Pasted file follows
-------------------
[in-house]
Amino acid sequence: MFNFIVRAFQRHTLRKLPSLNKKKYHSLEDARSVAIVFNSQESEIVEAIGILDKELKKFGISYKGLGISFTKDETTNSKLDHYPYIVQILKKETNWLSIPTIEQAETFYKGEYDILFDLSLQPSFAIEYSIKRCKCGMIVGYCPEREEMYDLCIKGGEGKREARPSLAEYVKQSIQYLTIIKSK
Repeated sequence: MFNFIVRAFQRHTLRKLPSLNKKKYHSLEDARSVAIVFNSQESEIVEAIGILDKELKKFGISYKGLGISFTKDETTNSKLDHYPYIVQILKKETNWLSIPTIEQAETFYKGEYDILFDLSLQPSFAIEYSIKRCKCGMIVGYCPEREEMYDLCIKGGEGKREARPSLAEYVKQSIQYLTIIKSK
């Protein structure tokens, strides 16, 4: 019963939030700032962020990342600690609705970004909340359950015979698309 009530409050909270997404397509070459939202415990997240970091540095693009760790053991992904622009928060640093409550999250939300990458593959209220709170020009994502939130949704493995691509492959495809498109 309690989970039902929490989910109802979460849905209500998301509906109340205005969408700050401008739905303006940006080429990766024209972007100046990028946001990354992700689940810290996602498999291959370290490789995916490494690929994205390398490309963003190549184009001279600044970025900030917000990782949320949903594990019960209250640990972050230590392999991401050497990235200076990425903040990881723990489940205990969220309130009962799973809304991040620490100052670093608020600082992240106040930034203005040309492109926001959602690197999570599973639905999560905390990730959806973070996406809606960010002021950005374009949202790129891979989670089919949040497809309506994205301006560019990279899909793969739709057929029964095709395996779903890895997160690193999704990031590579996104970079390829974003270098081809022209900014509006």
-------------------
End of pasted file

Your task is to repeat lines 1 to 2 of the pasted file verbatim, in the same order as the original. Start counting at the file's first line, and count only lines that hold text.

[in-house]
Amino acid sequence: MFNFIVRAFQRHTLRKLPSLNKKKYHSLEDARSVAIVFNSQESEIVEAIGILDKELKKFGISYKGLGISFTKDETTNSKLDHYPYIVQILKKETNWLSIPTIEQAETFYKGEYDILFDLSLQPSFAIEYSIKRCKCGMIVGYCPEREEMYDLCIKGGEGKREARPSLAEYVKQSIQYLTIIKSK